A 3 bedroom home on King Street in Aberdeen.
The home has three floors including bedrooms with dormer windows and an attic room in the roof space.
Intended Outcomes
The owner of the home wished to:
 > Remove the gas boiler to eliminate fossil fuel use
 > To ensure the rooms are warmer with plenty of fresh air
 > To improve the acoustic performance of the windows facing King St
 > To use non-petrochemical insulation products where possible
Whole House Survey
No roof insulation
No roof insulation
Roof in poor repair
Roof in poor repair
Failed Double Glazing
Failed Double Glazing
Gas boiler located in a cold space
Gas boiler located in a cold space
The survey discovered
 > No insulation roof, walls, or under the floor
 > Very little space between the floor joists and the ground beneath
> Old Double Glazed PVC Windows that were drafty and failing
> Poorly fitting external doors that did not seal well and had no insulation
> A solid floor under the rear extension with no insulation
Energy Assessment
Energy Consumption: 420 kWh/m².yr
This is twice the national average.
The retrofit survey found that there was no insulation in the roof, walls or sub-floor void.
Although all the windows were double glazed many of the glazing units had lost their seals and needed replacing.
Ventilation losses were also a very significant part of the energy balance
Improvement Option Evaluation
Options for improving every element of the dwelling were assessed against cost, payback and carbon cost-effectiveness
There were a number of constraints which meant some of these measures were not cost effective.
> A shallow solum below the ground floor meaning that insulation could not be installed from below. Thereby all the floors would need to be lifted for insulating below the floor boards.
> The staircase is adjacent to the gable wall which means applying any internal insulation reduces the width of the staircase and also interferes with the cornice and moulding work.
 > The north facing gable wall accounted for 8% of the energy losses but the garden passage behind this wall was already quite narrow meaning that external insulation was not possible.
Selecting the right options
The energy assessment showed that it would not be possible to achieve a best practice retrofit standard without insulating the walls. 
The client was keen to retain the existing period features so this was desirable. However, to meet cost parity of energy with a heat pump required insulating every other element of the house as much as possible.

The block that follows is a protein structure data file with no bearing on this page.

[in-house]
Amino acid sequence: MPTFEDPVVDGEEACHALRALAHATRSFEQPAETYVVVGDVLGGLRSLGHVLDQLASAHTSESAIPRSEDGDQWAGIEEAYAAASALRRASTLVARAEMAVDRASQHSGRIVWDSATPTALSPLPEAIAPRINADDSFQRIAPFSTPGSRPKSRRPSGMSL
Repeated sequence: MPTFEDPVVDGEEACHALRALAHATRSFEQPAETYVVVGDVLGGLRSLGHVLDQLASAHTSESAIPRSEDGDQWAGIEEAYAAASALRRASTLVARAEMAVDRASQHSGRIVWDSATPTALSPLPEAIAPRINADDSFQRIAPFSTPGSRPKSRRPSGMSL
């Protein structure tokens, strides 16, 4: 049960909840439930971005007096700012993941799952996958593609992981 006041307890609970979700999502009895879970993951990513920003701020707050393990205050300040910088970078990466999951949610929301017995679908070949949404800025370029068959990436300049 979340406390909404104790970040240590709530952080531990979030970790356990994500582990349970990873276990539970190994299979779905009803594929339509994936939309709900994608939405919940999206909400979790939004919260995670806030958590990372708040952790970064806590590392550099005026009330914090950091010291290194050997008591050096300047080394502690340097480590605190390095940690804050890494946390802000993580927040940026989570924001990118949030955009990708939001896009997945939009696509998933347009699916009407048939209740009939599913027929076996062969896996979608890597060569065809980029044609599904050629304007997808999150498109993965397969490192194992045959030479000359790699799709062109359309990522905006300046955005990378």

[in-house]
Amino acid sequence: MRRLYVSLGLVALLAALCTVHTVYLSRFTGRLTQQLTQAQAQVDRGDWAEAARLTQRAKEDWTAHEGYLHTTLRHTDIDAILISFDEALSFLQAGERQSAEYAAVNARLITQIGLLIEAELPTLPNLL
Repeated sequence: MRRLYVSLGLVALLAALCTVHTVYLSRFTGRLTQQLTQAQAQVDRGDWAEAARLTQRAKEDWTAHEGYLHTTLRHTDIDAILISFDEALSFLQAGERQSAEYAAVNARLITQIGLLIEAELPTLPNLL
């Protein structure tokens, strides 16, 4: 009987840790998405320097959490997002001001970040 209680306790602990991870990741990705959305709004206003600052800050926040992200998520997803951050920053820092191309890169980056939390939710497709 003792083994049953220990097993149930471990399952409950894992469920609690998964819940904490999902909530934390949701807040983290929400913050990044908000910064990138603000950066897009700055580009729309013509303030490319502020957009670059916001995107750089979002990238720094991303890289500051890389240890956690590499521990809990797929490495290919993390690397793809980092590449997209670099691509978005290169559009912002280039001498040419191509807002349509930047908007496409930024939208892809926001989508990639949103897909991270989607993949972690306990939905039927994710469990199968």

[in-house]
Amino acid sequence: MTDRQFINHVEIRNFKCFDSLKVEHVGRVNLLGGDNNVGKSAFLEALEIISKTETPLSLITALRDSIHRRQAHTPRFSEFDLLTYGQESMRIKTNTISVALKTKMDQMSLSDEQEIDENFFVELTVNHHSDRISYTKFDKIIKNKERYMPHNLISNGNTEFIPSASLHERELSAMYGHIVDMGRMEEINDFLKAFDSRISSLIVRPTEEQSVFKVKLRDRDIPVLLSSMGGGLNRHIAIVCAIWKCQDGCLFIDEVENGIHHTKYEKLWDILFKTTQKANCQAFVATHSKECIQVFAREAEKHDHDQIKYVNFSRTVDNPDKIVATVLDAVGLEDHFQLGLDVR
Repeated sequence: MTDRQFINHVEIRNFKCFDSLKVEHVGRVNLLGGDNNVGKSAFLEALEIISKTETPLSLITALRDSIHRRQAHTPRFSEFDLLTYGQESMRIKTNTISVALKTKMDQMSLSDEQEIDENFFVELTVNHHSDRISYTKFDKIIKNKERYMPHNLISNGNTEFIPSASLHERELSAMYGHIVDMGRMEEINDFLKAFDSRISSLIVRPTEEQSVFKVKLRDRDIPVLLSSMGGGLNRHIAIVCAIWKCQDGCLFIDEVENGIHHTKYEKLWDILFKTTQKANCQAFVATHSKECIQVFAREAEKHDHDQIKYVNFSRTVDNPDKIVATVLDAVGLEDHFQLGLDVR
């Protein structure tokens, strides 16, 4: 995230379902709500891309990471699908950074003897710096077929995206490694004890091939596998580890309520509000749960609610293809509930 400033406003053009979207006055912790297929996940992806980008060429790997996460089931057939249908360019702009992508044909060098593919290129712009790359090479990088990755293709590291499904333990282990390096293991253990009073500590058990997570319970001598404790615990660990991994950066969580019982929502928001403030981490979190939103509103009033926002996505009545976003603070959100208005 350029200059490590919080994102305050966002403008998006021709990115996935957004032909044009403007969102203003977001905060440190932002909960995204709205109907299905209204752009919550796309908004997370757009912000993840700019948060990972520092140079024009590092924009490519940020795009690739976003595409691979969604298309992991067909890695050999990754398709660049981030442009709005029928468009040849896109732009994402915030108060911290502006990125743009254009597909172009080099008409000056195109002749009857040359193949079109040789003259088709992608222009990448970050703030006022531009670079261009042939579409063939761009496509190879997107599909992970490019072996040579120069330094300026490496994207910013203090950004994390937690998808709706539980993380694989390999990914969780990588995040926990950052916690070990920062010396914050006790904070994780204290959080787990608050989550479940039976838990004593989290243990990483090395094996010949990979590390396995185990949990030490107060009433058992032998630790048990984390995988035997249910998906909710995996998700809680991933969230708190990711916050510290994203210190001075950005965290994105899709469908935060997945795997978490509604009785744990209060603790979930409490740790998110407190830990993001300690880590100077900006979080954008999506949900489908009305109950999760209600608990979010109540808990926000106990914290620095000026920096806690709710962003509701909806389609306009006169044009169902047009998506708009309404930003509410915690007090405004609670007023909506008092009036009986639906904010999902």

The other crucial part was heat pump efficiency. Very high heat pump efficiency was needed to deliver enough energy to keep the home warm at an affordable cost. More on this below.
Selected Improvement Options
To meeting the client's Intended Outcomes, the following measures were selected:
Roof Insulation
 > 30% Energy Saving - Capital Cost: £10,540 - Payback period: 13 years
Replacement Triple Glazing
 > 6% Energy Saving - Capital Cost: £20,900 - Payback period: 140 years
Wall Insulation (1st floor only)
 > 6% Energy Saving
Party Wall Cavity Insulation
 > 9% Energy Saving
Floor Insulation (kitchen only)
 > 1% Energy Saving
Kitchen Wall Insulation
 > 3% Energy Saving
Airtightness Measures
 > 9% Energy Saving
Changing the Heating System
From our Heat Pump guidance we know that heat pumps work best when they're doing as little as possible.
This house still needed a lot of energy after installing the measures above, so in order to make this energy delivery affordable, we need maximum efficiency from the heat pump.
The only way to achieve this on this project was to install over-floor heating. This provides a theoretical 600% efficiency, meaning that for every 1kWh of electricity put in, 6kWh of energy are returned.
Although this is disruptive, it can be done a room at a time and it provides a new layer over the floor which can be made air-tight against the walls, producing further energy savings.
Medium Term Plan
The Improvement Measures were grouped into stages in a fabric first approach.
Due to its poor state of repair, the roof was in need of urgent attention. This represented the perfect opportunity to insulate the roof.
The rest of the plan included more short term improvement measures to the fabric, which were accompanied by ventilation measures at the same time, following the mantra "If you insulate you must ventilate"
Stage 1 - Insulating the roof while carrying out repairs and installing better ventilation.
Stage 2 - Replacing the windows and insulating the rear extension
Stage 3 - Installing over-floor heating and the Ground Source Heat Pump
This project is still in the installation stage, so please check back for further updates. We'll be monitoring the energy consumption as the project progresses to ensure the energy demand is lowered as expected before the heat pump is installed.
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